Civil Rights: history and reflection

Overview of Beth Stevens lecture on Civil Rights in America.



Sarah Balough


English professor Beth Stevens talked about the civil rights movement on Jan. 22 on campus in the memory of several of its strongest supporters.

This lecture was given in context of three of civil rights movement’s activists—Dr. Martin Luther King Jr., black rights martyr Medgar Wiley Evers and civil rights survivor Myrlie Evers—and President Barack Obama.

On Jan. 21, President Obama welcomed in his second term with an impassioned call for a more inclusive America—an America that rejects partisan rancor and embraced immigration reform, gay rights and the fight against climate change.

This historic day was celebrated on the birthday of a man who in 1963 led the famous March on Washington in support of economic freedom for all peoples, no matter the color of their skin. King originally started his infamous speech “I Have a Dream” speech in the context of economic freedom, dealing with the issue of the march, that of jobs and freedom.

King stood firm in his belief of the teaching of Gandhi and the writing of Henry David Thoreau that only through non-violence would the world become equal.

Of all things through, Stevens in her lecture emphasized the continual factor of equality in the world. That through the actions of individuals the nation that president Obama leads today was formed, but this world was created by individual suffering and sacrifice.

At 26, King championed the cause of Rosa Parks, the perfect face of the Montgomery bus boycotts. Three months before Parks refused to move from her seat on a public transit bus a 15-year-old girl did the same.

Due to strategic planning of the boycotts Claudette Claven is not given the praise for refusing to give up her seat, but instead the much older Parks. It was through strategy like this, non-violent protest, that enables King to succeed in the boycott and carry on to tell the nation of his dream.

A dream that was created out of not love, but justice, in the words of Martin Luther King Jr.,

“But I want to tell you this evening that it is not enough for us to talk about love, love is the pivotal point of the Christian faith. There is another side though, called justice… justice is love corrected.”

While the first African American president was sworn in to his second term on the day of King’s birthday, it was the wife of another civil rights martyr who carried out the invocation of the ceremony.

Myrlie Evers, 50 years after the murder of her husband, Medgar Wiley Evers, served as a representation of the struggle that allowed President Obama to stand beside her, preparing to be sworn in as the commander and chief for the second time.

Fifty years ago, President Robert F. Kennedy gave a speech in support of civil rights, that same nigh civil rights leader Medgar Evers was shot outside his Jackson, Mississippi home.

He was taken to a local hospital but was denied medical treatment, he died thirty minutes later. An active member in the NAACP, Evers was returning from a local civil right meeting the night of his death.

With the outbreak of World War II Evers and his brother joined the U.S military. During their time in Europe they were not seen as men of color, instead they were soldiers, they were Americans. They then returned to the same land they had left, only with higher hopes for humanity; hopes that the war would have not only changed them, but others.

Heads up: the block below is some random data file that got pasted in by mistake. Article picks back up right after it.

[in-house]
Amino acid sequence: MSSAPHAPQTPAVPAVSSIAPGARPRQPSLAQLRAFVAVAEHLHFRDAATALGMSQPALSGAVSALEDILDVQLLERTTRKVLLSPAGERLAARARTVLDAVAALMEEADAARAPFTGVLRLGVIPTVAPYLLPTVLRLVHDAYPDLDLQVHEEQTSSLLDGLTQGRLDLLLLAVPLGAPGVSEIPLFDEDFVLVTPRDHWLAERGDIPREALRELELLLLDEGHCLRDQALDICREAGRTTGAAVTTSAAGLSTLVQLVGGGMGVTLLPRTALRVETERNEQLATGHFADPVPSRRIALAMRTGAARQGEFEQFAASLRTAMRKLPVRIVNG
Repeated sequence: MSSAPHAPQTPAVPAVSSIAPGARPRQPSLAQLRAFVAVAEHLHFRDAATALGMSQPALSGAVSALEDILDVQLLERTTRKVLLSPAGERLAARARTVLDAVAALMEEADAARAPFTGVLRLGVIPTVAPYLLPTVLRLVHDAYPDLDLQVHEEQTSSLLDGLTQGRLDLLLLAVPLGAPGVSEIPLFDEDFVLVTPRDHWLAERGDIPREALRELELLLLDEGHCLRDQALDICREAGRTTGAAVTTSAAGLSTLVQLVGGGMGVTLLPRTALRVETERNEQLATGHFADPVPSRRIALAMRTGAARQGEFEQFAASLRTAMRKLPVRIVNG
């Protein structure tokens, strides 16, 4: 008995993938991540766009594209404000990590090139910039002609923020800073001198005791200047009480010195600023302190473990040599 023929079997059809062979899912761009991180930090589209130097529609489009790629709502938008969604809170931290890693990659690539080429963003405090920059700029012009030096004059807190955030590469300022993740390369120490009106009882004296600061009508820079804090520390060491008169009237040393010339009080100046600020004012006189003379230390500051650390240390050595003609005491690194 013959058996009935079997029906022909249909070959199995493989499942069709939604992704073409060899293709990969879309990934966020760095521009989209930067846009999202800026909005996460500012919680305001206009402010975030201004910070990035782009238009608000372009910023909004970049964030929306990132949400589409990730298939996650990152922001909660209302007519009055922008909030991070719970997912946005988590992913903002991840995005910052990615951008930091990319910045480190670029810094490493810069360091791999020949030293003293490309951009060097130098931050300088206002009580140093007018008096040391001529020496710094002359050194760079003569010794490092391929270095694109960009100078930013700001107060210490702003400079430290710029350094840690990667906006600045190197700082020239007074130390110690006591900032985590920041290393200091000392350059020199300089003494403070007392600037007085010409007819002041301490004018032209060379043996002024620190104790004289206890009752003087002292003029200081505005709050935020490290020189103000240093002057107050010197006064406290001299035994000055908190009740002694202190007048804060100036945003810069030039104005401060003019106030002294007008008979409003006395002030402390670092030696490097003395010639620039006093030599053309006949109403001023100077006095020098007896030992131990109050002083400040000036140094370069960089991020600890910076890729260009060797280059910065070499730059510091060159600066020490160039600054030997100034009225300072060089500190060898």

During his time, Evers was an avid supporter of the right to vote. He was an insurance salesmen and as he went from house to house he would encourage people to vote.

For Evers the right to vote was crucial for the progression of the nation. But, he also knew the danger it could bring upon an African American in Mississippi. After being chased away from a voting station by an Anglo mob, Evers did everything in his power to change the view of African Americans voting. Evers is a largely unsung leader of the civil rights movement, but he was right in the words he spoke to an audience just four days before his death.

“ Freedom has never been free, I love my children and I love my wife with all my heart , and I will die gladly, if that would make a better life for them.”

On reflection of the inauguration of President Obama the world is better for all people in terms of ethnic equality, but not perfect. President Obama spoke of how America were made for this moment, a moment when immigration reform, gay rights and the fight against climate change should be seized, and will be seized, but only if it is done together.

For as Obama said in his inaugural speech,

“ While these truths may be self-evident- they have never been self-executing… For now decisions are upon us, and we cannot afford delay. We cannot mistake absolutism for principle, or substitute spectacle for politics, or treat name-calling as reasoned debate. We must act, knowing that our work will be imperfect. We must act, knowing that today’s victories will be only partial, and that it will be up to those who stand here in four years, and 40 years, and four hundred years hence to advance the timeless spirit once conferred to us in a spare Philadelphia hall.”

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Civil Rights: history and reflection

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